Pumpkin Chocolate Chip Cookies



I’d never heard of these cookies until I moved to the South three years ago, and I’ve been hooked ever since the first one.  They’re typically very sweet and cakey, but I’ve been trying to cut back on the sugar consumption, so I made this version using natural sweeteners and less sugar overall.  The dough itself is not as sweet as other pumpkin chocolate chip cookie recipes, but it works well in satisfying my omnipresent chocolate cravings.  I still have lots of pumpkin on hand, so I’ve been looking for creative ways to use it!


Pumpkin Chocolate Chip Cookies


1 cup pureed pumpkin

½ cup sucanat

3 tbsp. maple syrup

½ cup butter, softened

1 tbsp. vanilla extract

1 egg, whisked

2 cups whole wheat flour (I used home-milled flour)

1 tbsp. ground flax meal (for added nutrition; can be omitted)

2 tsp baking powder

1 ¼ tsp. baking soda

1 tbsp ground cinnamon

½ tsp. salt

Chocolate chips (I use a lot in this recipe, since the dough isn’t as sweet)


1.  Combine pumpkin, sucanat, maple syrup, butter, vanilla, and egg in a bowl.  In a separate bowl, combine remaining ingredients (except for chocolate chips).  Combine wet and dry ingredients, then mix in desired amount of chocolate chips.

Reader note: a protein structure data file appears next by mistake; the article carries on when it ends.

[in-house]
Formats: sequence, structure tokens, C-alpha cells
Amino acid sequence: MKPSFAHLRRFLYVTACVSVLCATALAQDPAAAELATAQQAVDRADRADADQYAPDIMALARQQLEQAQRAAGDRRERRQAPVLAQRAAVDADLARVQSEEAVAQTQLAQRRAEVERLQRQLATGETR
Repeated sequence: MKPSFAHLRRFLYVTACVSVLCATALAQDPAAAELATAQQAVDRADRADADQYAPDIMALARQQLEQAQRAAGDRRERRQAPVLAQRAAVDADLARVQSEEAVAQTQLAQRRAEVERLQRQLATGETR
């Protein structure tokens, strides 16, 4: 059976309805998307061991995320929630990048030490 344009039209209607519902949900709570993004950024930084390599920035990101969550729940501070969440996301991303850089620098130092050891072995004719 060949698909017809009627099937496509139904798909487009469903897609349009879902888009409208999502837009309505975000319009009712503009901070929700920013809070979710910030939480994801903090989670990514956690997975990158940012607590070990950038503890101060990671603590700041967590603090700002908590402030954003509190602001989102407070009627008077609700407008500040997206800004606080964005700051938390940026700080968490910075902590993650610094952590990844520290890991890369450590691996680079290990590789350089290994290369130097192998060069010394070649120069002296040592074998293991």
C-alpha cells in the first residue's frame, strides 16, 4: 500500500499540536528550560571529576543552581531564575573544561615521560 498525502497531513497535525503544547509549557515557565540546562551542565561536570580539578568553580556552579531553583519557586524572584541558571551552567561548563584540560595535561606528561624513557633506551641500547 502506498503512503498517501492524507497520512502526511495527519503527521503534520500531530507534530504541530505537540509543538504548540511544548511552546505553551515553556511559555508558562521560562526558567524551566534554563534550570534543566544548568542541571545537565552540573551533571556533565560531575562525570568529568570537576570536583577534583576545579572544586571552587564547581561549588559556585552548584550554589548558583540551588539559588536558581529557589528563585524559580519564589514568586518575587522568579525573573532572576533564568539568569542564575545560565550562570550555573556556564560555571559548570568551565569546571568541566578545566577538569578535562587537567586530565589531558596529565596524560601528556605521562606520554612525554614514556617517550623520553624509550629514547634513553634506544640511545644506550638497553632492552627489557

2.  Bake in an oven preheated to 350 degrees for 10-12 minutes.  You want them to be firm to the touch but with some springiness, like a quick bread.  Since these have the texture of a biscuit or muffin, they won’t be as crisp as a traditional chocolate chip cookie.




4 responses to “Pumpkin Chocolate Chip Cookies

  1. What kind of grain mill do you have? I am going to purchase one soon and I am curious about what others use and how they like dilike their purchase. Oh, and the cookies look fantastic!

  2. A friend and I went in together on the bread-making, so she bought a Nutrimill and I bought a Bosch Universal mixer. Pleasant Hill Grain has a deal where it’s cheaper if you buy the two together, so that’s what we did. We searched everywhere for the best price, and ordering from the Pleasant Hill Grain website was the best. Everyone I know with a grain mill seems to have the Nutrimill, so I can’t provide much comparison, but it does the job for us!

  3. how did that taste with flax? Can you taste it in the cookie?

  4. The cookie itself is not as sweet as other cookies (I did that intentionally), but it doesn’t taste particularly flaxy. The flax was actually an afterthought — I figured, why not just throw some in? If you want to make this the normal sweet way, let me know and I’ll email you the recipe.

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